Thursday, April 19, 2012
F-15s scrambled to make contact with unresponsive aircraft - Cessna crashes into Gulf
A small plane with an apparently incapacitated pilot that crashed just after 9 am in the Gulf of Mexico Thursday has sunk, said Coast Guard officials. Crews flying over the site saw no signs that its pilot survived the crash, the report said.
The Cessna twin engine propeller plane went down Thursday about three hours after two F-15 fighter jets tried to make contact with the unresponsive pilot, who was the only person onboard.
The pilot was identified as Peter Hertzak of Slidell, La., NBC station WSDU of New Orleans reported.
Coast Guard Chief John Edwards said the plane landed right-side up on the ocean surface and floated for a while, but monitoring planes did not see a life raft deploy and never made contact with the pilot.
The Coast Guard spotted the Cessna 421 twin engine propeller aircraft circling erratically over the Gulf of Mexico at about 6:30 a.m. and the pilot was unresponsive to radio calls, according to Coast Guard District 8 Chief Petty Officer John Edwards in New Orleans.
Air Force jets dispatched to look into the plane were unable to see the pilot because of fog and icing that obscured the plane's windows, Coast Guard officials said.
The two F-15s from the New Orleans National Guard were already on a mission over the Gulf said a release from Edwards.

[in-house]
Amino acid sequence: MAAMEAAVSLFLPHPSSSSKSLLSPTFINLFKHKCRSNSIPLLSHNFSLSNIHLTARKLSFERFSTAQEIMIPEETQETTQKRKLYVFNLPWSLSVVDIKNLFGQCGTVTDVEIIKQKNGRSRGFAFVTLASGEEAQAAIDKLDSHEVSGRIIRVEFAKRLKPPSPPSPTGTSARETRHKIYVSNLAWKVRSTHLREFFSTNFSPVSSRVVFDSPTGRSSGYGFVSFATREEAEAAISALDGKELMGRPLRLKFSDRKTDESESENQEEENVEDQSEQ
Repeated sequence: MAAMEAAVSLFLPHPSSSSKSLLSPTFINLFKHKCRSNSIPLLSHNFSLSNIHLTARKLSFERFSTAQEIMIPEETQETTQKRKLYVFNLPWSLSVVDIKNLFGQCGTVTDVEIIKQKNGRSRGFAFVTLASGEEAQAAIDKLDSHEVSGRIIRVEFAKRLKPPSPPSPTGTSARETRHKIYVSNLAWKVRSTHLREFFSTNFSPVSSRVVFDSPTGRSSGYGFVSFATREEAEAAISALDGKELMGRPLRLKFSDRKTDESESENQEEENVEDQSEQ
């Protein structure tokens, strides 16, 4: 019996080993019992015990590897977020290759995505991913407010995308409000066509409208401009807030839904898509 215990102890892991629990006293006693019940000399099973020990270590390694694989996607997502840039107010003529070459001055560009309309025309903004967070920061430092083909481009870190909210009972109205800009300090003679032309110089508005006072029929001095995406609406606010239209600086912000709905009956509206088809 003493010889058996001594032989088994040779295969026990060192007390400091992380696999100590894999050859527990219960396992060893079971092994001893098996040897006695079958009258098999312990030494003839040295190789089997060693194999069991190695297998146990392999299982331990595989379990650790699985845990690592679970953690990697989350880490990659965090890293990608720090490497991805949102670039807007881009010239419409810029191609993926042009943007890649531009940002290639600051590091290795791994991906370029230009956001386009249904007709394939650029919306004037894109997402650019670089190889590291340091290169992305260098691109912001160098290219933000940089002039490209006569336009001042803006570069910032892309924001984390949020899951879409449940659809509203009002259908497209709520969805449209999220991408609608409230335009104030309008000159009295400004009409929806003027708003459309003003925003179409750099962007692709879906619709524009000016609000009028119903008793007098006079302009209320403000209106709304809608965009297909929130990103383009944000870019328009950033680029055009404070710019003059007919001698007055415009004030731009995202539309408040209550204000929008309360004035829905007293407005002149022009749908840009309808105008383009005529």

The Jacksonville Air Traffic Control Center asked the military if jets could check on the plane, which was orbiting near one of Eglin Air Force Base's warning areas over the Gulf, Edwards said. Eglin is on Florida's Panhandle.
A federal official says the plane took off Thursday morning from Slidell, La., en route to Sarasota, Fla. The Coast Guard was contacted after air traffic control lost contact with the pilot about 6 a.m. It flew until just after noon and then crashed into the water 120 miles west of Tampa, Fla., according to the U.S. Coast Guard.
In a search and rescue effort launched in the hours before the plane crashed, the Coast Guard dispatched an HC-144 Ocean Sentry from Mobile, Ala., an MH-60 Jayhawk helicopter from Clearwater, Fla., and the Coast Guard Cutter Coho, an 87-foot patrol boat homeported in Panama City, Fla., the Coast Guard web site said.
In a previous incident involving a "ghost plane,'' in 1999, the pilot and five passengers - including professional golfer Payne Stewart - were incapacitated when their Learjet lost cabin pressure. The plane flew on for four hours before finally crashing in rural South Dakota. All six people were killed.
Posted by Steve Douglass at 2:51 PM